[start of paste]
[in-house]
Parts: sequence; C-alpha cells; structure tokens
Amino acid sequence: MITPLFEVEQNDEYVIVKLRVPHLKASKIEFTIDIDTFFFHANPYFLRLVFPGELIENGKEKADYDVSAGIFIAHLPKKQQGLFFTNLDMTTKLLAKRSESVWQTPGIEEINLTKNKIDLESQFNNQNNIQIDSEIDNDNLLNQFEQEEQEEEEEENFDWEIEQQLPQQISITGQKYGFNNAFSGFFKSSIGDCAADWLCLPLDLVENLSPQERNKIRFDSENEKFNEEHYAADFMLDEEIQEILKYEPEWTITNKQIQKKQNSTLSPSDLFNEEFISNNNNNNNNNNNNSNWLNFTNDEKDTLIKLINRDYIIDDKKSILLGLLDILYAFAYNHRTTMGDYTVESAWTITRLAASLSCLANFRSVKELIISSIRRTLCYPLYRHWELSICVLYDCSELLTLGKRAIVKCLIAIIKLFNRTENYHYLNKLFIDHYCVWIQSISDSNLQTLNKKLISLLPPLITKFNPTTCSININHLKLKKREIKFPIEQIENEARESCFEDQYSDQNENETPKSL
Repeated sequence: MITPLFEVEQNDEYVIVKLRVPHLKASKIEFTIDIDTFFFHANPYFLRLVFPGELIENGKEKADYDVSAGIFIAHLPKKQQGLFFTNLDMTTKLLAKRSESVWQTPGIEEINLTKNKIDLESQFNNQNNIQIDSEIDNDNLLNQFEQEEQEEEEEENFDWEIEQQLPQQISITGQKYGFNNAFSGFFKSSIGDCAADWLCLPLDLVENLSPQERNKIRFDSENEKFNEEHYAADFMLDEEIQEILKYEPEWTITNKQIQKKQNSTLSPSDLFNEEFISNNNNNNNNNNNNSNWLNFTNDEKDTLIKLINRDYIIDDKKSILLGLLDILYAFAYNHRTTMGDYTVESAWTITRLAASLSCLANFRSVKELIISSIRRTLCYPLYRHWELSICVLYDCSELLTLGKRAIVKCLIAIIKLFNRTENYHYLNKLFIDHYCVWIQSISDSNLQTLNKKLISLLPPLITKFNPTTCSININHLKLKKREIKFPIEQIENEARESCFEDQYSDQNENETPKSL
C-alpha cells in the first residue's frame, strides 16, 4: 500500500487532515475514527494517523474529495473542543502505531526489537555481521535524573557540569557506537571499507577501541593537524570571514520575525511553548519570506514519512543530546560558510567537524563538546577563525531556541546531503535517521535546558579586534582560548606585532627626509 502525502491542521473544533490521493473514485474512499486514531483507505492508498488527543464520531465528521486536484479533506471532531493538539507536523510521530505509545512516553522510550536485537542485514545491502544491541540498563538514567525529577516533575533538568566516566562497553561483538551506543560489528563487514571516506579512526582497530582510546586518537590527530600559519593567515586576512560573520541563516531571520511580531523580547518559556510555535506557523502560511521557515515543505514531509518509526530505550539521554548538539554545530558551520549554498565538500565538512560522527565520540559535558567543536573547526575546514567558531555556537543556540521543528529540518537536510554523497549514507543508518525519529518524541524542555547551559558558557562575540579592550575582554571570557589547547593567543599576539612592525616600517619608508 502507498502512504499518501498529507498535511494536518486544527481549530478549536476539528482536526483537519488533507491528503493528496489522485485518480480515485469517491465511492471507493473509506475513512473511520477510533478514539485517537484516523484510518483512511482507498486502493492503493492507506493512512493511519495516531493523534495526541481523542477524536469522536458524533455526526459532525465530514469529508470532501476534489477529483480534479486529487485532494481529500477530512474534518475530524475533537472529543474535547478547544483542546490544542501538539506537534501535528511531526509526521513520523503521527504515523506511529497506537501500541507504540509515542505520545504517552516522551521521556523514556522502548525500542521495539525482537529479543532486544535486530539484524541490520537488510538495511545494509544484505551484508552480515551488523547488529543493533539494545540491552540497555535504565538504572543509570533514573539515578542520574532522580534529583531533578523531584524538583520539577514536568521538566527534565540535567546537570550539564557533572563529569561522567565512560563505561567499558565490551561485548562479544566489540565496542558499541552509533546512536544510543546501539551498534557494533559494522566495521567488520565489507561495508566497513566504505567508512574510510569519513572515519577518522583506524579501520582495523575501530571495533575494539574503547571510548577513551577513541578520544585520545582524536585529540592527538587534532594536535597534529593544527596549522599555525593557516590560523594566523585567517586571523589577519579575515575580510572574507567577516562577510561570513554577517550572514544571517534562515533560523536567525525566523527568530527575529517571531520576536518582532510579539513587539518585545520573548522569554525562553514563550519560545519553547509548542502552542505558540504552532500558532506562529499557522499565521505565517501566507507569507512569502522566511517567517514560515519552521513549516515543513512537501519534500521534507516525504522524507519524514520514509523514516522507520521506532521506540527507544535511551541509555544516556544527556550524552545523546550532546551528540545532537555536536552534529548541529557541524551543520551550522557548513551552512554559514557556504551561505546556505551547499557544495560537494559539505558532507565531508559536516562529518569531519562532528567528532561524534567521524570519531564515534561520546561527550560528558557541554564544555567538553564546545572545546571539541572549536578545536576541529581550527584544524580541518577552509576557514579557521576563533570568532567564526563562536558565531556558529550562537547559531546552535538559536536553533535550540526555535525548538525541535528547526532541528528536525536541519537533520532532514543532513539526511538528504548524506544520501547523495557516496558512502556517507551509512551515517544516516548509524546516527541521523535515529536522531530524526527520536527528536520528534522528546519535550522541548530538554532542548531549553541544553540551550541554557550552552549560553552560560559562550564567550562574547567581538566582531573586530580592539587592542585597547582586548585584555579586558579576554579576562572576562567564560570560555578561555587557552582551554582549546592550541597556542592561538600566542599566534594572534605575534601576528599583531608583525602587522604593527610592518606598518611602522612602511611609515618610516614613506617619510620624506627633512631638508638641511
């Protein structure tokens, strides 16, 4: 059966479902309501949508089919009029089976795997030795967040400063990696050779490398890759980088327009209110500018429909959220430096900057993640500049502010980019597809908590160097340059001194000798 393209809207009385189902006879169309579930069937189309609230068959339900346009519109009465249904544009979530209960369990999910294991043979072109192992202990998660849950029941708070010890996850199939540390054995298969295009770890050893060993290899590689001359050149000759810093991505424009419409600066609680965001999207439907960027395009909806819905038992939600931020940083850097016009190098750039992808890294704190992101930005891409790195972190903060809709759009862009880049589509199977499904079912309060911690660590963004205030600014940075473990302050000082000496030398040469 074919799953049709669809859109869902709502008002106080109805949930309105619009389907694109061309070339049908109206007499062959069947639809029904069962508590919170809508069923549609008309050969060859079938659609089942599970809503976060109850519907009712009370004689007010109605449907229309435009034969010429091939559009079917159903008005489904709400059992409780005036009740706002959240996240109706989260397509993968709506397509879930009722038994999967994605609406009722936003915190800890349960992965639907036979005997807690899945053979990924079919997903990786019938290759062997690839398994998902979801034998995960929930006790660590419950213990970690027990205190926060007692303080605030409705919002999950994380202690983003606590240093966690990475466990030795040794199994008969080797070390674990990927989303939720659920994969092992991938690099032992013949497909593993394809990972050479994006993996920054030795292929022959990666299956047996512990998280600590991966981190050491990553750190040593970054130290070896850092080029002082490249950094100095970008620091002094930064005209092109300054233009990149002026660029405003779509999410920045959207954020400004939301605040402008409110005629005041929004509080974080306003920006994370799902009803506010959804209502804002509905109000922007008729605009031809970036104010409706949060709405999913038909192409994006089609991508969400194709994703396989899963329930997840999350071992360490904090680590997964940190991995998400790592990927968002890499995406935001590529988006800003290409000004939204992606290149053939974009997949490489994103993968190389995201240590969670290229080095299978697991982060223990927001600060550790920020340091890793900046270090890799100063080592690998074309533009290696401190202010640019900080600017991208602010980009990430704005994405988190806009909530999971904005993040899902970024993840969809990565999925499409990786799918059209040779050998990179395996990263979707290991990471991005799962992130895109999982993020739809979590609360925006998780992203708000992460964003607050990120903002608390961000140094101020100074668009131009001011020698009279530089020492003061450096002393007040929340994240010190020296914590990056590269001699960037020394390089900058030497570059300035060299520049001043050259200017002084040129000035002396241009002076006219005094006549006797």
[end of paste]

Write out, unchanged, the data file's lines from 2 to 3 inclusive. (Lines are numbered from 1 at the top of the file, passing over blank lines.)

Parts: sequence; C-alpha cells; structure tokens
Amino acid sequence: MITPLFEVEQNDEYVIVKLRVPHLKASKIEFTIDIDTFFFHANPYFLRLVFPGELIENGKEKADYDVSAGIFIAHLPKKQQGLFFTNLDMTTKLLAKRSESVWQTPGIEEINLTKNKIDLESQFNNQNNIQIDSEIDNDNLLNQFEQEEQEEEEEENFDWEIEQQLPQQISITGQKYGFNNAFSGFFKSSIGDCAADWLCLPLDLVENLSPQERNKIRFDSENEKFNEEHYAADFMLDEEIQEILKYEPEWTITNKQIQKKQNSTLSPSDLFNEEFISNNNNNNNNNNNNSNWLNFTNDEKDTLIKLINRDYIIDDKKSILLGLLDILYAFAYNHRTTMGDYTVESAWTITRLAASLSCLANFRSVKELIISSIRRTLCYPLYRHWELSICVLYDCSELLTLGKRAIVKCLIAIIKLFNRTENYHYLNKLFIDHYCVWIQSISDSNLQTLNKKLISLLPPLITKFNPTTCSININHLKLKKREIKFPIEQIENEARESCFEDQYSDQNENETPKSL